They include the acting White House chief of staff, Mick Mulvaney, who accepted his position after several others bowed out, including Rep. Mark Meadows (R-N.C.) and former New Jersey Gov. Chris Christie; the president’s pick to be the ambassador to the United Nations, Kelly Knight Craft, who was tapped after the former State Department spokeswoman, Heather Nauert, quietly pulled herself out of the running; and Attorney General Bill Barr, who turned down the White House before finally accepting the job after other candidates he himself had recommended said no.

Add to these woes an administration with abnormally high turnover, as well as the usual churn in Washington, and Trump is presiding over a government run in many cases by acting officials from the Cabinet level on down.

The president on Tuesday brushed aside those concerns, telling reporters before boarding Air Force One en route to Orlando, where he was set to kick off his 2020 re-election campaign, that he was pleased with the composition of his Cabinet.

"We have a very good vetting process. You take a look at our Cabinet and our secretary it's very good,” Trump said. “But we have a great vetting process.” And he reiterated his oft-stated preference for appointing acting Cabinet chiefs and avoiding the Senate confirmation process.

“As you know Pat was acting,” he said. “Acting gives you much greater flexibility, a lot easier to do things.”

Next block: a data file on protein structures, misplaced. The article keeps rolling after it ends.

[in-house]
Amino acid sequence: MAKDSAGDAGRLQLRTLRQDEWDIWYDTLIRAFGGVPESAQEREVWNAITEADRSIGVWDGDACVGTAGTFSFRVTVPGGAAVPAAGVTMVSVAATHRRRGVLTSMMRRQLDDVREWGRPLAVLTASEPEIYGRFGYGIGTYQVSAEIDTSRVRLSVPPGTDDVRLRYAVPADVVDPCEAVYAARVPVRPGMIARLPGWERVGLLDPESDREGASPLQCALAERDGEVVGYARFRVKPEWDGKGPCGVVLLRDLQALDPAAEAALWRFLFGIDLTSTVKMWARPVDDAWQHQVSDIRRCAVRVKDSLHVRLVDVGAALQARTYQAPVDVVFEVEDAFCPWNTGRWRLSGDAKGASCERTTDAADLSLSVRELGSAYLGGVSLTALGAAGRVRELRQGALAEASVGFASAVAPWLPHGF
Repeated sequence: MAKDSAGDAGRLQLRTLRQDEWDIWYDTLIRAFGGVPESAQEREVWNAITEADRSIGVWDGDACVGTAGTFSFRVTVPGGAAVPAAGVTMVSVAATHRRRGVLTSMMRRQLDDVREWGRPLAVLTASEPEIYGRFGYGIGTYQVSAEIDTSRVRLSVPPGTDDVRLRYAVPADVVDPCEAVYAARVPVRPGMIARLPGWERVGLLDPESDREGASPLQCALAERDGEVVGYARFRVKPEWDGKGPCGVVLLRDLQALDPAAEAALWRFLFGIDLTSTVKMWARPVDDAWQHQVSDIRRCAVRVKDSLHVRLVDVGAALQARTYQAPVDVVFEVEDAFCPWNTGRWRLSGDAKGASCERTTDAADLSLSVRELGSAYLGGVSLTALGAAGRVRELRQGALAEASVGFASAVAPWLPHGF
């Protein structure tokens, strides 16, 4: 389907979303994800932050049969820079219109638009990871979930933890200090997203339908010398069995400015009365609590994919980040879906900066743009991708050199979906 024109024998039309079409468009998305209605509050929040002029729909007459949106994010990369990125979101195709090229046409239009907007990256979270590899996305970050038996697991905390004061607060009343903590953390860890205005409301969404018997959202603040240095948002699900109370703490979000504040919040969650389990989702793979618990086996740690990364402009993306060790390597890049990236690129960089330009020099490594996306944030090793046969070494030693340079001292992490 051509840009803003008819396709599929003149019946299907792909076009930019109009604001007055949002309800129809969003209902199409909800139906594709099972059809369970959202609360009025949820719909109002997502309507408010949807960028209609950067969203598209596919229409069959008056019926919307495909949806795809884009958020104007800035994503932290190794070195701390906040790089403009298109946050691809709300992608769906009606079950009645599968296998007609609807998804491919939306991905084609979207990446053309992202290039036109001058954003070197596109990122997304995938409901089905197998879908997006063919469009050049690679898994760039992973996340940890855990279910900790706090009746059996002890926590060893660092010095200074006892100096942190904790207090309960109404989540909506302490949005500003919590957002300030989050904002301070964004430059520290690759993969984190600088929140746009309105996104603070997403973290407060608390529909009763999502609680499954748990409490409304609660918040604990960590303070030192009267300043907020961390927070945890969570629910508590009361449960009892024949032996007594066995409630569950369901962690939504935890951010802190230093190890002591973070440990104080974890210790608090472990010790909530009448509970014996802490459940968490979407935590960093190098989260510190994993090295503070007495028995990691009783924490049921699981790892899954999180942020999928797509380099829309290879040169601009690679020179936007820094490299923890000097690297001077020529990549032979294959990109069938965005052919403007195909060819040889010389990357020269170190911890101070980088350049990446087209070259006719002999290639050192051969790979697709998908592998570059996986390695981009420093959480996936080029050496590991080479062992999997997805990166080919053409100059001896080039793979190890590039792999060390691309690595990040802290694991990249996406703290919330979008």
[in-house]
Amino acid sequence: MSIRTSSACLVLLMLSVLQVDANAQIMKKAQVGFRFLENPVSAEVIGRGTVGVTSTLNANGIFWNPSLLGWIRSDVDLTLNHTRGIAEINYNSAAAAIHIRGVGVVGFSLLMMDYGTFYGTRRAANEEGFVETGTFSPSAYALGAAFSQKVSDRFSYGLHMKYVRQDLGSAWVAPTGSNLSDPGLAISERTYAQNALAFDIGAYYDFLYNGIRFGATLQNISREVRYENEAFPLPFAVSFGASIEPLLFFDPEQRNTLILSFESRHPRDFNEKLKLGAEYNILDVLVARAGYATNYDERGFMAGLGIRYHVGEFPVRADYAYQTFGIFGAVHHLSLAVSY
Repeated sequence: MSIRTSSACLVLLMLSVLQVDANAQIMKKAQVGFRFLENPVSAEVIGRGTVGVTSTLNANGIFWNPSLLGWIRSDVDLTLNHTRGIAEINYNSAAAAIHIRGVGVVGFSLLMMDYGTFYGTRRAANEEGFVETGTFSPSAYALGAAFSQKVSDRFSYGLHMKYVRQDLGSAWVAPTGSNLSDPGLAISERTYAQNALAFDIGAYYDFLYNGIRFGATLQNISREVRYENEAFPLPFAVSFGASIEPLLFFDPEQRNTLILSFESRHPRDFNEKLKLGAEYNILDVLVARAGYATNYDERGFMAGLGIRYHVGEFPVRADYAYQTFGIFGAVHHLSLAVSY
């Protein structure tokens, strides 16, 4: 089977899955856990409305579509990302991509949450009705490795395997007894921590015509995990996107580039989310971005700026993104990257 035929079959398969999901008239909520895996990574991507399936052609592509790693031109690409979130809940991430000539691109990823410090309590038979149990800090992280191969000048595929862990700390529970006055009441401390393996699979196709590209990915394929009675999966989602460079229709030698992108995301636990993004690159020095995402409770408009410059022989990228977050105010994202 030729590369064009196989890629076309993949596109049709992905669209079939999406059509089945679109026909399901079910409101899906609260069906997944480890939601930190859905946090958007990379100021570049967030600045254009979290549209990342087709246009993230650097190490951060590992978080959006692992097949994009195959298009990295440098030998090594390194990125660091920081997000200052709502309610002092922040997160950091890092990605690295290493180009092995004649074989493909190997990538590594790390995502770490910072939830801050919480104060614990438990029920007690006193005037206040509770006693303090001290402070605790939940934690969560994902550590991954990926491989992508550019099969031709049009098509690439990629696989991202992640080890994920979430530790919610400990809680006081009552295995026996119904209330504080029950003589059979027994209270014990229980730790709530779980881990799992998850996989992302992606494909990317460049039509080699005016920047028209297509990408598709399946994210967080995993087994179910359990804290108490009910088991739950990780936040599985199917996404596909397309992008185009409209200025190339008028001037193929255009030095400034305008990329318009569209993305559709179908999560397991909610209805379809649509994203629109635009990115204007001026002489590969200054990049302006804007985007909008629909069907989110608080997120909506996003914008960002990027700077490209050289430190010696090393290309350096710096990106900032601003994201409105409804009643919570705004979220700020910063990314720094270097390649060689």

Others, however, said the composition of Trump’s Cabinet was the logical result of the president’s haphazard management style.

“There are a lot of qualified people out there but not a lot who would want to work in this administration given the brevity of tenure that most of these folks face,” said Jeremy Bash, who served as chief of staff to former Defense Secretary Leon Panetta. “It’s always a gamble when you select people for very senior jobs who have zero experience in government.”

Shanahan, a former Boeing executive, had not previously served in government before being tapped to run the Pentagon, a sprawling and notoriously difficult agency to manage.

“Government service tends to weed out those who are unqualified and those who cannot pass vetting,” Bash added. “When you reach for people who have no government service you are taking a huge risk.”

Trump, who likewise had no government experience before assuming the most powerful job in the world, gravitates toward nontraditional hires, compounding the risks.